32nd Conference on Broadcast Meteorology/31st Conference on Radar Meteorology/Fifth Conference on Coastal Atmospheric and Oceanic Prediction and Processes

Monday, 11 August 2003
Negative Scanning From A High Elevation Radar: Operational Examples
Robert Nissen, MSC, Vancouver, BC, Canada; and D. E. Dudley and L. Funk
Poster PDF (310.7 kB)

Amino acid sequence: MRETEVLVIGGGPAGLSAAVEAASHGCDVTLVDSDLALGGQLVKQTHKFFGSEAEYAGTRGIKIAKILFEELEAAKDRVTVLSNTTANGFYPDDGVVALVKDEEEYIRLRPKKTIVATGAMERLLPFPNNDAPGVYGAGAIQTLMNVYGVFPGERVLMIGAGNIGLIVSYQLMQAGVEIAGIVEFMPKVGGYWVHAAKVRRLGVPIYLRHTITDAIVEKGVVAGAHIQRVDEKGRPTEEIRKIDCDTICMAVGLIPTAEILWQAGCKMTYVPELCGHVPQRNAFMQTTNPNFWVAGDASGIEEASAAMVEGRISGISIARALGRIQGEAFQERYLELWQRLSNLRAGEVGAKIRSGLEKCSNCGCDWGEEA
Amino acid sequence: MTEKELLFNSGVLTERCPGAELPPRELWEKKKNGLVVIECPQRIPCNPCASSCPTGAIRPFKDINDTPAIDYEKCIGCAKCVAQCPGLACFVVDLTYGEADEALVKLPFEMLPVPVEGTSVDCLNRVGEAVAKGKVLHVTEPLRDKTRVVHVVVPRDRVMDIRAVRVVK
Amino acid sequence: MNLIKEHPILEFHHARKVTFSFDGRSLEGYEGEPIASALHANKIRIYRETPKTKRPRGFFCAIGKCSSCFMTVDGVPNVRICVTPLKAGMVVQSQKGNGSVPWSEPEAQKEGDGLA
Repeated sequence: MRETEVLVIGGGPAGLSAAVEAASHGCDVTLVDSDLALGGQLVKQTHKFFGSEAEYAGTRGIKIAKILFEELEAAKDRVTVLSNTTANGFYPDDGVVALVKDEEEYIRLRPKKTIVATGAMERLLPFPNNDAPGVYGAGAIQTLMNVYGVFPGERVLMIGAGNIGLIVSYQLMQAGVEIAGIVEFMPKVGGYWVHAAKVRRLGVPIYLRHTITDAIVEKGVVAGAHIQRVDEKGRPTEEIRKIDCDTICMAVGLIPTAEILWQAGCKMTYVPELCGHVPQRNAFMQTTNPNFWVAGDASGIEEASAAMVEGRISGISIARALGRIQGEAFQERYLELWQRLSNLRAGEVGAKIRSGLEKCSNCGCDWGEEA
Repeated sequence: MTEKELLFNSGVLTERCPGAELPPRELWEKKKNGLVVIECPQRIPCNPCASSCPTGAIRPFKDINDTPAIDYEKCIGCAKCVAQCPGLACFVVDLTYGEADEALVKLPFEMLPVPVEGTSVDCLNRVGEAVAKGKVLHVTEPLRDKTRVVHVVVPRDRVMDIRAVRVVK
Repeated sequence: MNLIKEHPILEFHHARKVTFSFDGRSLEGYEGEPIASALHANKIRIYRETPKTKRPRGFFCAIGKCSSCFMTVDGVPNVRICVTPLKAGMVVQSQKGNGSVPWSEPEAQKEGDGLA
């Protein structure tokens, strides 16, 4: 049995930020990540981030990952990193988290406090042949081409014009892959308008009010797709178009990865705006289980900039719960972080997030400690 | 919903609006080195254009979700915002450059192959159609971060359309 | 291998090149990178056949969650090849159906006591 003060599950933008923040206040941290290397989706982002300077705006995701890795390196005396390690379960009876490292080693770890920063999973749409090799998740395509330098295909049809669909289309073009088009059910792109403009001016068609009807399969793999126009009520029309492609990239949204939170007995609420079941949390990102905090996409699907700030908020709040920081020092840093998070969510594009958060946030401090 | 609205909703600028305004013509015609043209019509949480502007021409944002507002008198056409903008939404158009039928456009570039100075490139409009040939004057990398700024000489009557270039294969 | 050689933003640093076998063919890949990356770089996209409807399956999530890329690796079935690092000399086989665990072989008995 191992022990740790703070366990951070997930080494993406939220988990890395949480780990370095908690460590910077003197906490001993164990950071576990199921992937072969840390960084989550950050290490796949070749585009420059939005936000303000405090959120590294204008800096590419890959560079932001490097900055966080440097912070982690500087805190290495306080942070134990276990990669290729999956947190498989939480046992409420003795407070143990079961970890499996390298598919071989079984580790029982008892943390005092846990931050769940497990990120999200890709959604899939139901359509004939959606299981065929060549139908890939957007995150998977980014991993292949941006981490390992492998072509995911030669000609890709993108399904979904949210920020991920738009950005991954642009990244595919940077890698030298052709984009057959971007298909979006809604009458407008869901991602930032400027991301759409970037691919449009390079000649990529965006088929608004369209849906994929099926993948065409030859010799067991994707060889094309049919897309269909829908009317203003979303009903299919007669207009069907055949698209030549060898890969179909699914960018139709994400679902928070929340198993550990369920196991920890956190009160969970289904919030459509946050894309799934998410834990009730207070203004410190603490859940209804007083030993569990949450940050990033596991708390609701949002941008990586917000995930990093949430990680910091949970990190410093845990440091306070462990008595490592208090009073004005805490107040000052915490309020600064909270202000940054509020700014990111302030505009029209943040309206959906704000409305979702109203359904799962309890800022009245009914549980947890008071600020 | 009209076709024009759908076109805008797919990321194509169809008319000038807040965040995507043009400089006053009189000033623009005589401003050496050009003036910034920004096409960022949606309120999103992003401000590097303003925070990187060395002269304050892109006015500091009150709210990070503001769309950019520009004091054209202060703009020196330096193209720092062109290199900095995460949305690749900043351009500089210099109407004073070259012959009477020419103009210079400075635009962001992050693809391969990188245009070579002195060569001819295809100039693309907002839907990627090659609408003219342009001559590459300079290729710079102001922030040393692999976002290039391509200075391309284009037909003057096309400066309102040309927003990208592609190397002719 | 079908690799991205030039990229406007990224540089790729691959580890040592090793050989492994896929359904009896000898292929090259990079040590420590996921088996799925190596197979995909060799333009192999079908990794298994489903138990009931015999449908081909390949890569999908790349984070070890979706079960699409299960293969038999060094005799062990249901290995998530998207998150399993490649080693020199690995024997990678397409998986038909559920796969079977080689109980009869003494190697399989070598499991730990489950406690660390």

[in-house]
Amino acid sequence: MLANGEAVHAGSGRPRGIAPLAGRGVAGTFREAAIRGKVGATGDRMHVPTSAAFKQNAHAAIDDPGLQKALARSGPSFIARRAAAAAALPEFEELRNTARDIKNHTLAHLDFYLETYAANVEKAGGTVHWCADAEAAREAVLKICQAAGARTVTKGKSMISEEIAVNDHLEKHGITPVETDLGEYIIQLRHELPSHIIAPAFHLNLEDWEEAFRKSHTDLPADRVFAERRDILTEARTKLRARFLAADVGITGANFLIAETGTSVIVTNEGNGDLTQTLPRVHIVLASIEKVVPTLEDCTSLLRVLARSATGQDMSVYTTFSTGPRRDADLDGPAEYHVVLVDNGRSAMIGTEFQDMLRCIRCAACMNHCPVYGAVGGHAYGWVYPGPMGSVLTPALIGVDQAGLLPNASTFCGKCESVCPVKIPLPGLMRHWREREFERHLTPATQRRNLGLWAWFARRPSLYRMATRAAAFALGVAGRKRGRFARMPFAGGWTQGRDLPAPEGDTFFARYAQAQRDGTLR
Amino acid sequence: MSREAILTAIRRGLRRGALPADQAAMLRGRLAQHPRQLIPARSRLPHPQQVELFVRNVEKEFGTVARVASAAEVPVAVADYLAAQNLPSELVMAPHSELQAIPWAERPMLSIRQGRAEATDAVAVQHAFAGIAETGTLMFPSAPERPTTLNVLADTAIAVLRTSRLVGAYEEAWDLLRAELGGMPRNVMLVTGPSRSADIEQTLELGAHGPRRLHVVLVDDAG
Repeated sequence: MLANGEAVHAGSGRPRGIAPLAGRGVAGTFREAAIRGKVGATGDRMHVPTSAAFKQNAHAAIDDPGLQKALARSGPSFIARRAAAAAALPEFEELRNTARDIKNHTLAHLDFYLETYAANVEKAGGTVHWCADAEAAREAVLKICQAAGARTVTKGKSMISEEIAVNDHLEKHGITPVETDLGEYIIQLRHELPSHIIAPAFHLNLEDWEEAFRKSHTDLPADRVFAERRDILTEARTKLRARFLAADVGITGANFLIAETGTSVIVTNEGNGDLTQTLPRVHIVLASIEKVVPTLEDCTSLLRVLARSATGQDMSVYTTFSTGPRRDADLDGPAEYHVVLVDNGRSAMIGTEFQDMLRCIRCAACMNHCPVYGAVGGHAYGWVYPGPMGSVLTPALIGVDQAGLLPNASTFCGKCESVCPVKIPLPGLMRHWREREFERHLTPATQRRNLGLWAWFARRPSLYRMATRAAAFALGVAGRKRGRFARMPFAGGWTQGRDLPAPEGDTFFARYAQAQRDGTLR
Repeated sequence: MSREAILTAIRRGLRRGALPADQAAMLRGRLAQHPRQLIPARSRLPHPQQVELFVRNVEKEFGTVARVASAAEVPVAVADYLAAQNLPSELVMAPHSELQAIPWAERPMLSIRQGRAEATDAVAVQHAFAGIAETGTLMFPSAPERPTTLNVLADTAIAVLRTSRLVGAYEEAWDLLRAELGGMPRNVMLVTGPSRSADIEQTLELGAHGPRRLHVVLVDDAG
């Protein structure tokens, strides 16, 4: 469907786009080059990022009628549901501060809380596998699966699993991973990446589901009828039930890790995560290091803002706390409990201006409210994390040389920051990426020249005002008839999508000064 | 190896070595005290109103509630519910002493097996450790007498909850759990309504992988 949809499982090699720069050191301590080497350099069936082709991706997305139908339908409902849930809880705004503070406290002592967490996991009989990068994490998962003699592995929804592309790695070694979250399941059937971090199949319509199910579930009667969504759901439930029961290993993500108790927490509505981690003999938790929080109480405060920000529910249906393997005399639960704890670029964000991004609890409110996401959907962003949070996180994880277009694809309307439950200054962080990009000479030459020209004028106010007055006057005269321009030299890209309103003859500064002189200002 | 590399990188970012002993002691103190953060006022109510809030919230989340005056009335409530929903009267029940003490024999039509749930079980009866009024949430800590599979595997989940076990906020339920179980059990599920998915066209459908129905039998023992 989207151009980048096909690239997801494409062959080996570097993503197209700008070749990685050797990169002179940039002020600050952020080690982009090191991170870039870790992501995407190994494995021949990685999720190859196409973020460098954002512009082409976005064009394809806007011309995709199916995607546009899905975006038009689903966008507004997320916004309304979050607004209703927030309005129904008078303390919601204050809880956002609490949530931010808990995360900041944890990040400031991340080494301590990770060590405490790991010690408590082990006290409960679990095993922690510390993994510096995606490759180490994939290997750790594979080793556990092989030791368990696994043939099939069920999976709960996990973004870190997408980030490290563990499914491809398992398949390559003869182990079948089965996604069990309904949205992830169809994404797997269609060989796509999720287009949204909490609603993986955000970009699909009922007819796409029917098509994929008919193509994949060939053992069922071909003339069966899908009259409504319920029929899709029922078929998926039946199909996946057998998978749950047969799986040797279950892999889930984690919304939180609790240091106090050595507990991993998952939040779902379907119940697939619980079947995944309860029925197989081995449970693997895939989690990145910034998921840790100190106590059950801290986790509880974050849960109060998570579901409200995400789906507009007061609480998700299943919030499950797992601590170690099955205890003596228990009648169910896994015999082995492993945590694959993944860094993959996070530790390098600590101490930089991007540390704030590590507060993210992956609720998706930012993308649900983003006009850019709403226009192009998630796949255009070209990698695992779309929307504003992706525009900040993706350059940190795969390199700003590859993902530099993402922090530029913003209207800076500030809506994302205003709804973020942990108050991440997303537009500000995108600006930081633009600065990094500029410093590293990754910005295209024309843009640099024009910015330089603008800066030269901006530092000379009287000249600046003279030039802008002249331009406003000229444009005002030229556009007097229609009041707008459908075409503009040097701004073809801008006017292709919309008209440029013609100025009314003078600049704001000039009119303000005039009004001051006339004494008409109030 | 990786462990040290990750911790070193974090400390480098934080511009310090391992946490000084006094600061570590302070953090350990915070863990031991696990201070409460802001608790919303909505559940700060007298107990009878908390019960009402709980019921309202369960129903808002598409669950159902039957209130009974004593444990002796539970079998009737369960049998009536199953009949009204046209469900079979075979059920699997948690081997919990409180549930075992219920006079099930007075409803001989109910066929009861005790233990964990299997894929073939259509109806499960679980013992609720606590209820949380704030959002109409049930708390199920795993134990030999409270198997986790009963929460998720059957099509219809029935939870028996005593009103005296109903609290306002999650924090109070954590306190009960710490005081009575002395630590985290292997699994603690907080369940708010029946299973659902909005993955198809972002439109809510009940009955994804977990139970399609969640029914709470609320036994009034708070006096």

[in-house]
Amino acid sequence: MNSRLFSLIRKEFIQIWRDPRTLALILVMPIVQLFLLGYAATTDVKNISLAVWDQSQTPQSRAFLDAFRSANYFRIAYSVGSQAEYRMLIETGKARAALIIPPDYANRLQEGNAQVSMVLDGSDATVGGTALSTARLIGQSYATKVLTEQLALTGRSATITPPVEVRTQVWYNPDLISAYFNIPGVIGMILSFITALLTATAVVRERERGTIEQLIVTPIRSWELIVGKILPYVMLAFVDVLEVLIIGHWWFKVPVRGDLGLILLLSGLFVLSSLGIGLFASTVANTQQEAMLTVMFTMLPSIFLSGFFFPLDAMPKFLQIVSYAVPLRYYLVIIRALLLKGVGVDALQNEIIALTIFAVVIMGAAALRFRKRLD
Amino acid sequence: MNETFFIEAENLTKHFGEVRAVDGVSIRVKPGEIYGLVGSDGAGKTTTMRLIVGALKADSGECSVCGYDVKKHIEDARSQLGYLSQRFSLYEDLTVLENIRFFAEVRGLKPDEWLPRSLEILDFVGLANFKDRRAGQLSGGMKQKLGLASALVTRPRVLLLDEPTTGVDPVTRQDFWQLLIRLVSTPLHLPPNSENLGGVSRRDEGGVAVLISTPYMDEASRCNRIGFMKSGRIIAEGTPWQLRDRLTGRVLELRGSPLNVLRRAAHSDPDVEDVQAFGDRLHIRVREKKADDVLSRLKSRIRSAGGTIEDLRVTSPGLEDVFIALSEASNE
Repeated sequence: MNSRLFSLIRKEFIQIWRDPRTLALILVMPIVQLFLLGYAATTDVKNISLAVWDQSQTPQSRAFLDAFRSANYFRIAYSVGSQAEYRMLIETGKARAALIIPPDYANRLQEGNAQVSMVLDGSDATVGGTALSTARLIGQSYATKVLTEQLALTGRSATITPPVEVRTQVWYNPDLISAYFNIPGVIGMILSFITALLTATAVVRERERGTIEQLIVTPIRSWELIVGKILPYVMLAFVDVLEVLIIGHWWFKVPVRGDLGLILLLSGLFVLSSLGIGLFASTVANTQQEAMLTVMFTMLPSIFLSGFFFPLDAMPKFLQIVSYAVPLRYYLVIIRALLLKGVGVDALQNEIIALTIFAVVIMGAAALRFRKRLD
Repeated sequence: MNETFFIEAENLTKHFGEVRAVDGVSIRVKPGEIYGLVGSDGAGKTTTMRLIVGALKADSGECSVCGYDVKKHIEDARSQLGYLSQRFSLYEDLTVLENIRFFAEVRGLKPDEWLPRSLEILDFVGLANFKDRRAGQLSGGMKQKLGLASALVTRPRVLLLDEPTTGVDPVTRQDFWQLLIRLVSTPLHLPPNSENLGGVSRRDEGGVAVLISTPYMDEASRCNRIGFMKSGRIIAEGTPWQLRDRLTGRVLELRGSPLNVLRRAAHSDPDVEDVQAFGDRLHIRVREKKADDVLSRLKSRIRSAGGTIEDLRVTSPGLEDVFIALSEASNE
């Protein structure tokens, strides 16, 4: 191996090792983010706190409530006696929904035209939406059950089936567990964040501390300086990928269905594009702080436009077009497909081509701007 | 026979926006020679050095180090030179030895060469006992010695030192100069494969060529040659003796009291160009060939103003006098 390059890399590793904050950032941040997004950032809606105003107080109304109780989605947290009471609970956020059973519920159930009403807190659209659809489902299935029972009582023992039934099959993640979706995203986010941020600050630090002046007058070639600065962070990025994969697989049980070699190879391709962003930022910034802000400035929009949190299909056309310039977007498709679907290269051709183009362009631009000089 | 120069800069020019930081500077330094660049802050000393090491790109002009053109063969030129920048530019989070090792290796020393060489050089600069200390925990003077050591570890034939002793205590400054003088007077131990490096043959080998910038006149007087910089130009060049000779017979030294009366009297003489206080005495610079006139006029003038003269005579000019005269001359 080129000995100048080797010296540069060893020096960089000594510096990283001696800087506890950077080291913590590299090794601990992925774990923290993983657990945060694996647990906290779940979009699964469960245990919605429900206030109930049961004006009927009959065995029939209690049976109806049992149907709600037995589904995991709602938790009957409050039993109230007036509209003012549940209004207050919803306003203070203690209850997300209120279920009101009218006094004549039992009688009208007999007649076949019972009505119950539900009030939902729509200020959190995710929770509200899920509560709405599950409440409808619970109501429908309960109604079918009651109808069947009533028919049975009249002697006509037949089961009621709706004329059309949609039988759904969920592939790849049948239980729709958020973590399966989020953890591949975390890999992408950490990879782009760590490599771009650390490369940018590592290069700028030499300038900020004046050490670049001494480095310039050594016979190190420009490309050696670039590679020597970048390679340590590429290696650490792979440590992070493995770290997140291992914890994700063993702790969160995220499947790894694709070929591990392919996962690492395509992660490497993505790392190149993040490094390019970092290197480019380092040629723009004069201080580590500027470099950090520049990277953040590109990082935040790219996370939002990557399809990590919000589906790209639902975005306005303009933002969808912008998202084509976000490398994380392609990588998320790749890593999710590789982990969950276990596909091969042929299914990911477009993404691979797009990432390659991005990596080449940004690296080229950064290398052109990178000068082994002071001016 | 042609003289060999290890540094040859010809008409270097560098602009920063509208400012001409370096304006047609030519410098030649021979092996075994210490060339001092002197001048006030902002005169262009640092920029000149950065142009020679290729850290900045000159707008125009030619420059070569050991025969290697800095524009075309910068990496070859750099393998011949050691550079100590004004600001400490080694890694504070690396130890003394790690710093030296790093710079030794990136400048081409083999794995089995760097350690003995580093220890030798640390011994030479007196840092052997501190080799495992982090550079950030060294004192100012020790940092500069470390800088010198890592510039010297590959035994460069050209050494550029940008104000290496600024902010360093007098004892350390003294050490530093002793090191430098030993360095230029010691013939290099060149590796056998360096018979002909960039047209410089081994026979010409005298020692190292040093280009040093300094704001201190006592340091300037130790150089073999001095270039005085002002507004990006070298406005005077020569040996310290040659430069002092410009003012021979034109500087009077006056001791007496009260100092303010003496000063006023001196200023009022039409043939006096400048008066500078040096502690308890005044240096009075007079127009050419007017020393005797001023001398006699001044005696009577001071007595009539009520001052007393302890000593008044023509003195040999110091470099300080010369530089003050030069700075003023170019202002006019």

The installation of a Doppler Radar on top of Silver Star Mountain (1800 m ASL) in southern British Columbia has provided a rich data source for testing of empirical and conceptual models in complex terrain. In particular, this radar employs a negative beam elevation (-0.5 degrees) that allows the detection of in-valley precipitation targets and velocity patterns. This scan is called the Lowest Observable Low-level Angle Azimuth (LOLAA) and has identified interesting precipitation and radial shear features not observed at other scanning angles. This paper will document a few of these features including; in-valley stratiform precipitation, virga, variations in prefrontal precipitation, mesoscale banding, and the terrain dependency of melting-induced circulations.

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